This is the first blog in a series that will play out over time.
I told you that this week I would tell you more about the book I wrote with Peter Cichon, Flight of Integrity. Turns out, I lied about that. We are using Off the Common Books in Amherst, Massachusetts, to publish this book, and they are not quite ready to make it live. So, I’m going to hold the secret of it for a bit longer. Stick with me, though.
I want to tell you a story today about inner strength—mine, to be specific.
This summer, I was visiting my best childhood friend, Sarah Bailey. I’ve known her since we were babies. Our moms were best friends, too. We spent an evening in late July, reminiscing. Sarah pulled out an old album, and we looked at photos of ourselves as younger people, mostly as teens and 20-somethings.
One photo in particular struck me. I was sitting in the driver’s seat of my dad’s old green Glastron. It was the first of his speedboats that I ever got to drive, so I know I was about 14. The look on my face just kills me.
I look shy. Unsure of my next move. Completely lacking in confidence. Even a little bit sad. And I happen to know, back then, that is how I felt.
The adult Janice knows, though, that she was a badass. I mean look at me. I’m sitting in the captain’s seat of a boat with a 200-horsepower engine, at a dock on the lake where we owned a home.
I drove that boat to and from my first job as a chamber maid at the resort across the lake. I drove it to the store to buy candy and retrieve the family’s mail. I was learning how to take people waterskiing. I was learning how to become a better skier myself. I knew what to do if something went wrong out on the water.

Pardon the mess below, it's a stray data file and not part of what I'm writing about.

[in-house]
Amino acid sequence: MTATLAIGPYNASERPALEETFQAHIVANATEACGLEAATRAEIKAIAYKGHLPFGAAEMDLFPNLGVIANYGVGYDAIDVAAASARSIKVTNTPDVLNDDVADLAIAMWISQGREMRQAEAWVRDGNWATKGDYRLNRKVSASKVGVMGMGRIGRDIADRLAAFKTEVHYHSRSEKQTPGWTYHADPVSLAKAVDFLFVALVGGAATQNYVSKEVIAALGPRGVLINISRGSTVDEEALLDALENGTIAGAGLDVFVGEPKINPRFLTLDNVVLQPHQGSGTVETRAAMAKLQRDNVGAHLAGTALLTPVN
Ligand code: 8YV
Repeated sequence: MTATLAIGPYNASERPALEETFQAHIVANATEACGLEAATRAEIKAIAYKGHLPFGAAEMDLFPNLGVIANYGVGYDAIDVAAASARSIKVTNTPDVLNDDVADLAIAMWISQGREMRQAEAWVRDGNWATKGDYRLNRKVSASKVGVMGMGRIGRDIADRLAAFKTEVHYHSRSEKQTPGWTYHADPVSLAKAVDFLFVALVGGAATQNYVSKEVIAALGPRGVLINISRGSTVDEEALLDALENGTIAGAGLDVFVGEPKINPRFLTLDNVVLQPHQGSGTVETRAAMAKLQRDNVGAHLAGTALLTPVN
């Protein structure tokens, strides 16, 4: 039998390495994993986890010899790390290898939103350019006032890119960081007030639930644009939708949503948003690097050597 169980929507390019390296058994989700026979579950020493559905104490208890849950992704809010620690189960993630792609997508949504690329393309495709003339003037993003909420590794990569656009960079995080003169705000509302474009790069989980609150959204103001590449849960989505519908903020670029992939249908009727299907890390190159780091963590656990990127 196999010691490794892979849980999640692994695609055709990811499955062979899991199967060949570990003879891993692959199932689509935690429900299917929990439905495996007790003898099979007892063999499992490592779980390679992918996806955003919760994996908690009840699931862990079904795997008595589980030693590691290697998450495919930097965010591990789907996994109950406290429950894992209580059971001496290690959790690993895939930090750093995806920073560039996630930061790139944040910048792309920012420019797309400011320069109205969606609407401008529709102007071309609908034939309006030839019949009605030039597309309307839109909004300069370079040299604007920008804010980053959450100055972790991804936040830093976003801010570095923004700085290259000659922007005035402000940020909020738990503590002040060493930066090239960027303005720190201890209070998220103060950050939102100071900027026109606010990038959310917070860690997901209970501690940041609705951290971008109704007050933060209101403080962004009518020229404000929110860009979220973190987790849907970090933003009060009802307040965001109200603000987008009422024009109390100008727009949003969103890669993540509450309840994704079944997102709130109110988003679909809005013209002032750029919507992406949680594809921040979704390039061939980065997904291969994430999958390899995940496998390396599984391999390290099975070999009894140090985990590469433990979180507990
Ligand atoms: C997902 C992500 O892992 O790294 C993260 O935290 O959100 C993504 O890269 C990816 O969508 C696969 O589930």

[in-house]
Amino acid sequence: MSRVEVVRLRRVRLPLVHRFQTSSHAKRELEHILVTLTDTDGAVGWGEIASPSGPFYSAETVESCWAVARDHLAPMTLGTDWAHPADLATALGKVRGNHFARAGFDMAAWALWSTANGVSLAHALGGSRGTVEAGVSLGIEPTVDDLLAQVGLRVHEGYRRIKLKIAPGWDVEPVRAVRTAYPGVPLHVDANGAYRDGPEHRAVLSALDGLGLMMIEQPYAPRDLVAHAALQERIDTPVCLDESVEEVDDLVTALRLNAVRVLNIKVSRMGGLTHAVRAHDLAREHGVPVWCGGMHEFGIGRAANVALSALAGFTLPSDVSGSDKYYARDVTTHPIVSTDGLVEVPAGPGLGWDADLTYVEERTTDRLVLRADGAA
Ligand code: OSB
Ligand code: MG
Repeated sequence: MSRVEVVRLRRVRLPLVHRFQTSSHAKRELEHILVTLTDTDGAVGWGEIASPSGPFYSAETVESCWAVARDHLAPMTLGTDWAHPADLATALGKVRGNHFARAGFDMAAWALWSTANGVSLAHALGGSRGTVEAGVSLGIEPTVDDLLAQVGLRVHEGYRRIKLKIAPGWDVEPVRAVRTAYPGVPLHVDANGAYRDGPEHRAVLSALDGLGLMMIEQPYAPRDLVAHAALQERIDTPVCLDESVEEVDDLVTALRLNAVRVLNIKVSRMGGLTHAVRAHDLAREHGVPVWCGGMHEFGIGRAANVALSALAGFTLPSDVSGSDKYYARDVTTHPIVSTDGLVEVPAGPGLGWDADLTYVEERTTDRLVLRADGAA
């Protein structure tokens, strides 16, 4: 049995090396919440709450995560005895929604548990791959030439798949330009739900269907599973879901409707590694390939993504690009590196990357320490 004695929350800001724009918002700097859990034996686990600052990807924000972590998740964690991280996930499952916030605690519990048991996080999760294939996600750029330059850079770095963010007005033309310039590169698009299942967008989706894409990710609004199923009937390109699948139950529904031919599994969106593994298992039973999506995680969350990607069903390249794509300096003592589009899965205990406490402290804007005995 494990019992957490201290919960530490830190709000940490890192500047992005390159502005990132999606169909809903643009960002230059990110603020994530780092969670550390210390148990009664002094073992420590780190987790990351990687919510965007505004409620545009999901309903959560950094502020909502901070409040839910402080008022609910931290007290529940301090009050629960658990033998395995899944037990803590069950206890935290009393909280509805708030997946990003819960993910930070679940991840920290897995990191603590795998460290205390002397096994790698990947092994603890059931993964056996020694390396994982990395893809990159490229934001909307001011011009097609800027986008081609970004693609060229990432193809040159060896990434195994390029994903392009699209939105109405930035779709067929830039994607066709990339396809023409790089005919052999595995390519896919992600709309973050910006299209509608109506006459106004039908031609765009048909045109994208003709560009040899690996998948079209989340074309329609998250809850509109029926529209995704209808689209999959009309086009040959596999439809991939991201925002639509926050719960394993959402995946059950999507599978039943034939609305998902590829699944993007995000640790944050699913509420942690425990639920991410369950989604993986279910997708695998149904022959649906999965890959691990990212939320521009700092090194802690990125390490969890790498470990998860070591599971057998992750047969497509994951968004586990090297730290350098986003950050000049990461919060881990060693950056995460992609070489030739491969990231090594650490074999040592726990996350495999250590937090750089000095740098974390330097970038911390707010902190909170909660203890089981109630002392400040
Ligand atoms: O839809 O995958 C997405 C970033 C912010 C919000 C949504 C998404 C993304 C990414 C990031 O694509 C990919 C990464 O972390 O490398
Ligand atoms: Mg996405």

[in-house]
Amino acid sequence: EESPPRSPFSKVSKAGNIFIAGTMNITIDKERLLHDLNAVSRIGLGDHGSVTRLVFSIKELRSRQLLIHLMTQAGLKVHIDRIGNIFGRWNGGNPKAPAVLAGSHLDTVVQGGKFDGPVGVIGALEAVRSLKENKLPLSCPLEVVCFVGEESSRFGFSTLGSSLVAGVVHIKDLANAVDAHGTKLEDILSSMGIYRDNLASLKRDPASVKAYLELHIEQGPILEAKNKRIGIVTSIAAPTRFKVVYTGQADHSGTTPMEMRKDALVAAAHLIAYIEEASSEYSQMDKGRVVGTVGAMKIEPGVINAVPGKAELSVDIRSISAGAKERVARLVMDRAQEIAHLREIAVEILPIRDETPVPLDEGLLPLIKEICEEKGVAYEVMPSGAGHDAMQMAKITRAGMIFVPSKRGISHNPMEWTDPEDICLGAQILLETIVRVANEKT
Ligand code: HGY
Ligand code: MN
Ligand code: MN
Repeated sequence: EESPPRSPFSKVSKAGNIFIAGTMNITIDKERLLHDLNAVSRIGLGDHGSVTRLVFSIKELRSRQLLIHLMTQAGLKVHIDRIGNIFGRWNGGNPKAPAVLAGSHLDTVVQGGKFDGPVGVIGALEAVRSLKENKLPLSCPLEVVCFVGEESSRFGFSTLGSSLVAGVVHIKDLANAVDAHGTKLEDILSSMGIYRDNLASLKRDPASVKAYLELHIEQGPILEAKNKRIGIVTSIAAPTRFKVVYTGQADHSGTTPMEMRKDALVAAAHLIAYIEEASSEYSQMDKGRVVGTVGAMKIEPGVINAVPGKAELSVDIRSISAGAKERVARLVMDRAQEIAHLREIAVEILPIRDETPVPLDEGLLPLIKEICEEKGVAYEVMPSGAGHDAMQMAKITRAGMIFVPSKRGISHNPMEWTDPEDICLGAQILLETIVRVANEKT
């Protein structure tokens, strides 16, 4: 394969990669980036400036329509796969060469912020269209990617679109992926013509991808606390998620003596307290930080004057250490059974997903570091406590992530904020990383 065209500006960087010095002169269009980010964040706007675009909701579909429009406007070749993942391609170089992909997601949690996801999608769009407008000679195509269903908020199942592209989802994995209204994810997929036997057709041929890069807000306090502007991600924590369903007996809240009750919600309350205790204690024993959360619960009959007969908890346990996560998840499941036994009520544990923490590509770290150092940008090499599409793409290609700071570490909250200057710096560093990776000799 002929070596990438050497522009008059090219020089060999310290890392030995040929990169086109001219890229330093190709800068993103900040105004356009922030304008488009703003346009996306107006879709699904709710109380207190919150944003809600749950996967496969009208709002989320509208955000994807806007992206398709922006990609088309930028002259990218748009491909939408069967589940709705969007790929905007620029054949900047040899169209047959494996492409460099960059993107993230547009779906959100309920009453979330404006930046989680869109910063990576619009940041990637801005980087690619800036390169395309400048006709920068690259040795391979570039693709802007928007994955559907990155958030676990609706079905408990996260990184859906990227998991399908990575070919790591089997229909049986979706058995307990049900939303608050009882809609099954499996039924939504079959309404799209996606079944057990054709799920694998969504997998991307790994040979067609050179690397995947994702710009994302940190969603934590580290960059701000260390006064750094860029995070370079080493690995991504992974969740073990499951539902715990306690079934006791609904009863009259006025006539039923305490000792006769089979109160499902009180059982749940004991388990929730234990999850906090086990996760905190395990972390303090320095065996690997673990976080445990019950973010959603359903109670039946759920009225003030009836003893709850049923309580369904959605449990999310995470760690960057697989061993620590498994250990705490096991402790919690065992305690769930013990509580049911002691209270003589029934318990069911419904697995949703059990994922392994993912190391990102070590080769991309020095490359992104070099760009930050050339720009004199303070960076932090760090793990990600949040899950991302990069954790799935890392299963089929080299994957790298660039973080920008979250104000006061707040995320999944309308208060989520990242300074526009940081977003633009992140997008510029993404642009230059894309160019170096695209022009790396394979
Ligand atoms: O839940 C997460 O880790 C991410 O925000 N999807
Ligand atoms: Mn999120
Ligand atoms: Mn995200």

Still, I did not know how cool any of that was. I did not know how incredibly independent I was. I didn’t see myself capable of making difficult decisions—even though I did every time I took that boat out.
I thought I was dull, ineffective, small, unworthy.
This year, as I read books from authors such as Brené Brown, Glennon Doyle, and Abby Wambach, I feel wistful that I didn’t know then what they are telling me now—what I know now. Women are strong and can dare greatly. We are the warriors. We are the wolves.
It’s Abby’s book, “Wolfpack,” that I wish I had back in the 1970s. She tells young women that we were taught to believe we are Little Red Riding Hood, and that we were tasked with being good and staying quiet. But we are really the wolves.
What if that 14-year-old Janice already knew she was a wolf? What if she already knew how to dare greatly?
Things would have been very different for Janice.
She likely would have known she was athletic and would have played sports in high school. I’m sure Janice would not have quit the gymnastics team just before her first meet, because she couldn’t yet do a back handspring.
Janice would have traveled after college, like her daughter Molly did, flying off to the Marshall Islands to teach young Marshallese children and learn about a different culture and a third world country most people don’t know exists. Janice might also have seen some things before settling into a career.
Janice might well have chosen other life partners.
As a young journalist, Janice wouldn’t have had to learn from a colleague that she could have asked for a raise every year; that that’s a thing.
She would have called out “Got it” in rec volleyball, rather than letting another teammate lunge for the ball and make the play.
So much would be different if young Janice had read “Wolfpack.” If someone she knew and trusted had planted that seed in her mind, “You are already a wolf.”
Half of my life would not have gone by before I found my inner strength.
So, here’s the call to action: We all have young women in our lives. Please buy someone you love a copy of “Wolfpack” for the holidays, a birthday, or just because. Write on the title page, “You are already the wolf.”
Help me create more wolves. More young women who dare. More warriors.
As I continue this story over time, I will add links to the next installment. At this time, it does not exist, except in my mind.